The1st meeting of the Interim Joint Committee on Judiciary was held on Friday, September 21, 2007, at 8:00 AM, at the Kentucky Correctional Institute for Women in Pee Wee Valley. Representative Kathy W. Stein, Chair, called the meeting to order, and the roll was called.
Members:Senator Robert Stivers II, Co-Chair; Representative Kathy W. Stein, Co-Chair; Senators Perry B. Clark and Jack Westwood; Representatives Joseph M. Fischer, Derrick Graham, Darryl T. Owens, Frank Rasche, Arnold Simpson, Robin L. Webb, Rob Wilkey, and Brent Yonts.
Guests: Norman Arflack, Secretary, Justice and Public Safety Cabinet; Teresa Barton, Deputy Secretary, Justice and Public Safety Cabinet; Ken Schwendeman, Justice and Public Safety Cabinet; Chuck Masarone, Justice and Public Safety Cabinet; Commissioner John D. Rees, Department of Corrections; Deputy Commissioner of Adult Institutions James M. Schomig, Department of Corrections; Lisa Lamb, Director of Communications, Department of Corrections; and Warden Cookie Crews, Kentucky Correctional Institution for Women.
LRC Staff: Norman W. Lawson, Jr., Joanna Decker, Jon Grate, and Ashley Smalley.
The meeting was called to order by Co-Chair, Representative Kathy Stein in the visiting room of the Kentucky Correctional Institution for Women at Pee Wee Valley, KY.
The first speaker was Warden Cookie Crews of the Kentucky Correctional Institution for women who welcomed the committee members to the facility. The warden indicated that the institution held 700 women, one of whom was on death row, and 47 of whom were pregnant. Warden Crews indicated that there was a staff of 223.
Representative Stein asked if there had been an increase in the number of inmates and what were the primary causes of an increase. Warden Crews responded that in 1984 there were 100 inmates while there are 700 now. Representative Simpson asked when the first building was built. Warden Crews responded that it was built in 1938 and is still in use. Representative Owens asked if there was a continuing upward trend in the incarceration of females to which Warden Crews responded, yes. Representative Stein asked if substance abuse was a major factor in increasing numbers of incarcerations to which Warden Crews responded, yes.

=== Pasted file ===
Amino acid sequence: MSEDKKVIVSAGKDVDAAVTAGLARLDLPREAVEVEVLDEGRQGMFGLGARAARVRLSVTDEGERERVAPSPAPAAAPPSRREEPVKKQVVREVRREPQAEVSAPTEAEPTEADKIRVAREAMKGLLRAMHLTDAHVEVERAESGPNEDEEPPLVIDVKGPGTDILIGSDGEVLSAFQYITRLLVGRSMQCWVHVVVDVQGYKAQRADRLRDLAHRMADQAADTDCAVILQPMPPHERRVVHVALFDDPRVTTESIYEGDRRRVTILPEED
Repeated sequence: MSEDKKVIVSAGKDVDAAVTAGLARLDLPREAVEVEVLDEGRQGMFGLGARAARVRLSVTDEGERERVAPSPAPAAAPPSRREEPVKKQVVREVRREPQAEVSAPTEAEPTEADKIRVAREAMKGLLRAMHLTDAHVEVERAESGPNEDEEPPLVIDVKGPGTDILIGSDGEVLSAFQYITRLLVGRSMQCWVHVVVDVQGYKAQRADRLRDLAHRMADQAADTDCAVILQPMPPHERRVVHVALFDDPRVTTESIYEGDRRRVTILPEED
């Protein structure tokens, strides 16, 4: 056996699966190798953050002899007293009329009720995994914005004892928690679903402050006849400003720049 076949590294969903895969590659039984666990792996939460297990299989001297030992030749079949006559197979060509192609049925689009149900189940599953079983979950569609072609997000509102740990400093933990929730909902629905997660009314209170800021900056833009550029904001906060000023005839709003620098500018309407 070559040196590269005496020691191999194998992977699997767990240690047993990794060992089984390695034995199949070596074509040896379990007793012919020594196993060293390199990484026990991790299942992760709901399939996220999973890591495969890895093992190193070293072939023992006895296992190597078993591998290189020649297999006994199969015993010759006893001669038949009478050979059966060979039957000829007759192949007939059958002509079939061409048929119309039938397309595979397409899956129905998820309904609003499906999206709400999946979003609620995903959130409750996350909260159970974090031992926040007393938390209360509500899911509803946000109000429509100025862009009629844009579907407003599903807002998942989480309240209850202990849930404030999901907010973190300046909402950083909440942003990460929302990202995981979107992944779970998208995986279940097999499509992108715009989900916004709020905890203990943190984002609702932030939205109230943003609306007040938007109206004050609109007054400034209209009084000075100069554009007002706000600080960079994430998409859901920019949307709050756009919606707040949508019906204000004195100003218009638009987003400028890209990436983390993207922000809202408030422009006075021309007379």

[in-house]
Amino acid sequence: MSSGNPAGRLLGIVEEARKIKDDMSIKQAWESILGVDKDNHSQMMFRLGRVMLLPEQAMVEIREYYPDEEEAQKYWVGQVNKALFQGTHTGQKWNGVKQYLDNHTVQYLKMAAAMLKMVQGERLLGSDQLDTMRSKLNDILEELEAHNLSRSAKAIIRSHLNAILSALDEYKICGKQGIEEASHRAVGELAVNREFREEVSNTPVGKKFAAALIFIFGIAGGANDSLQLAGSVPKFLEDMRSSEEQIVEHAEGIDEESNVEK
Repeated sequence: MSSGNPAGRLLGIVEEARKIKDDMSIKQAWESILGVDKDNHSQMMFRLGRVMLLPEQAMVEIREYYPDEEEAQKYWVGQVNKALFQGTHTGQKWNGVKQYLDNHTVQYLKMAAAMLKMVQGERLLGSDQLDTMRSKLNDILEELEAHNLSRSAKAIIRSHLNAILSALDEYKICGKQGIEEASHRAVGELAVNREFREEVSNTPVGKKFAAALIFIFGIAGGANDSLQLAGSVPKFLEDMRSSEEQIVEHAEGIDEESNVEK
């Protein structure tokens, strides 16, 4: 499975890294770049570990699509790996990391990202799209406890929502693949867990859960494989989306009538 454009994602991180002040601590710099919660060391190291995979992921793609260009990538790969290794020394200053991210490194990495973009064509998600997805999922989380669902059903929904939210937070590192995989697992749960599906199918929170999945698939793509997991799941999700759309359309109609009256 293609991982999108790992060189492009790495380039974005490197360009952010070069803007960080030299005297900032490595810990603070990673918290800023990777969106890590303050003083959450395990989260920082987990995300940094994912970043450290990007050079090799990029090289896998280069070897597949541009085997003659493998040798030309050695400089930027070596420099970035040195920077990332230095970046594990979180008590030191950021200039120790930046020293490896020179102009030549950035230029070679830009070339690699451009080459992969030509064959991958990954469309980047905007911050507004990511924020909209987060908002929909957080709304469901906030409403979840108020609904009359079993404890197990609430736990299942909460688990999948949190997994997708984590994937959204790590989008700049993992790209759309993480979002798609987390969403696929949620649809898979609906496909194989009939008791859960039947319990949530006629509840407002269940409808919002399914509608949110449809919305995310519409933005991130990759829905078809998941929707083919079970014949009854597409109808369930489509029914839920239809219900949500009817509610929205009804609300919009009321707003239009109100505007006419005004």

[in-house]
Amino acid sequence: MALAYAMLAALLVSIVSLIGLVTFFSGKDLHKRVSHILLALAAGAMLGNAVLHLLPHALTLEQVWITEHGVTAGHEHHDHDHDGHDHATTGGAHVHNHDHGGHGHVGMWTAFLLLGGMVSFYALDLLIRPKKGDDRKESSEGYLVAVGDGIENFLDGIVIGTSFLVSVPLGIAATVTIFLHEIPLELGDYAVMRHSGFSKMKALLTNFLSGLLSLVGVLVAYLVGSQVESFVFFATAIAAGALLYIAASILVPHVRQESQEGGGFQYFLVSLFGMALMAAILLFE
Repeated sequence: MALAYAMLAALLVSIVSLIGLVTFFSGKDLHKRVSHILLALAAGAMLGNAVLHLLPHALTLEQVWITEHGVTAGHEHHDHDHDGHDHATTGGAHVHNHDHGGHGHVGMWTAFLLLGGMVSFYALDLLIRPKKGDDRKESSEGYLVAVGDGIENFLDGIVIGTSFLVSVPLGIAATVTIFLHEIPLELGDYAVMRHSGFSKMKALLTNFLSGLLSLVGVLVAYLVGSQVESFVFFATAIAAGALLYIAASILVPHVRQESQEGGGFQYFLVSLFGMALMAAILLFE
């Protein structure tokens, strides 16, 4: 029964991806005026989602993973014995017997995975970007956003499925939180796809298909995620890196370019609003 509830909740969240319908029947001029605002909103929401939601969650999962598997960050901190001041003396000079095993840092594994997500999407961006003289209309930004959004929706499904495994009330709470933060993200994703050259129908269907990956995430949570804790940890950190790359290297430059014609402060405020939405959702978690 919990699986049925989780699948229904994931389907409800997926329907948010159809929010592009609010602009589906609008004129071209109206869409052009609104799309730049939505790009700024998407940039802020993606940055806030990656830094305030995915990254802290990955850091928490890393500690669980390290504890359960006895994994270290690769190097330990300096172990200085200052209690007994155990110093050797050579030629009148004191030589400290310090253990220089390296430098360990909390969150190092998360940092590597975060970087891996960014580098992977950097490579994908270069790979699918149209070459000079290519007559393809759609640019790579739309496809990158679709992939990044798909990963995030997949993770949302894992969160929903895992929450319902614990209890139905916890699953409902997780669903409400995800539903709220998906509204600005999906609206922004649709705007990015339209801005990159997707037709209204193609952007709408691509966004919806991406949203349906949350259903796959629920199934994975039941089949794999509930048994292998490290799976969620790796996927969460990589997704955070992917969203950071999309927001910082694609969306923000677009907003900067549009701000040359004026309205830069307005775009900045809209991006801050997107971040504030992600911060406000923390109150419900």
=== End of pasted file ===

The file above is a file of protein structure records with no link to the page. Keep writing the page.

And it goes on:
Senator Stivers asked if most of the mothers who gave birth in the institution were unwed to which Warden Crews responded, yes. Senator Stivers then asked where the children born to inmates went. Warden Crews responded that some of the children went to relatives of the inmate, some went to the Galilean Children's Home at Liberty, KY, and others went to various social services agencies. Warden Crews indicated that it was the woman's choice. Representative Graham asked if the women received counseling with regard to their pregnancy. Warden Crews responded that there is an extensive counseling and prenatal care program as well as a parenting program for inmates. The parenting classes are taught by a nurse from Indiana University. Warden Crews indicated that prior to placement of a child with relatives or others that the Cabinet for Health and Family Services Social Services workers do home placement checks and approve or disapprove the potential placements. Representative Stein asked how long the mother got to keep the infant after birth. Warden Crews responded that the pregnant inmates are transported to two local hospitals and remain with the child only a short time after the child's birth. After that three, four hour "bonding visits" at the institution are permitted at one week intervals.
Commissioner Rees thanked the committee members for visiting the institutions and listening to the needs of the department with regard to the institutions and the department's programs. Commissioner Rees also indicated that the department provides pregnancy testing kits to each local jail that houses female state prisoners. Commissioner Rees further indicated that when either a state inmate in a local jail or a local inmate becomes pregnant that they are transferred to state custody for the period of the pregnancy and the birth to promote better prenatal care. Under 2007 House Bill 191, the transfer of a local inmate to state custody during pregnancy is considered as a "catastrophic" illness and at that point all medical expenses are paid by the state through the birth of the child and the return of the mother to the local jail.
Representative Stein reminded the committee members that the next meeting of the Committee will be held on October 19, at the Robert Stephens Circuit Court House in Lexington, Kentucky and that the meeting will begin at 9:00AM rather than the usual 10:00AM. Representative Stein indicated that she is attempting to secure parking space in the Lexington Fayette Urban County Government lot at the court house.
Senator Stivers indicated that a conflict has developed regarding the time of the November meeting with its scheduled tour of Eddyville Penitentiary and the Western Kentucky Correctional Complex and that he would be notifying members as to the new date following approval by the Legislative Research Commission.
Senator Stivers asked Commissioner Rees if there was a better way to handle an inmate mother's bonding with her child for a longer period following birth. Commissioner Rees indicated that some states, including Indiana, have programs where the child is brought back to the institution to stay with the mother for some time after birth, however this takes extra room and a specialized facility. Commissioner Rees indicated that there is no room at KCIW for such a program and no funds to construct a facility. Commissioner Rees announced that the department is considering renovation of the old hospital at the Northpoint correctional facility to house a 300 bed drug rehabilitation and treatment program for women.
The meeting was adjourned at 1:45PM.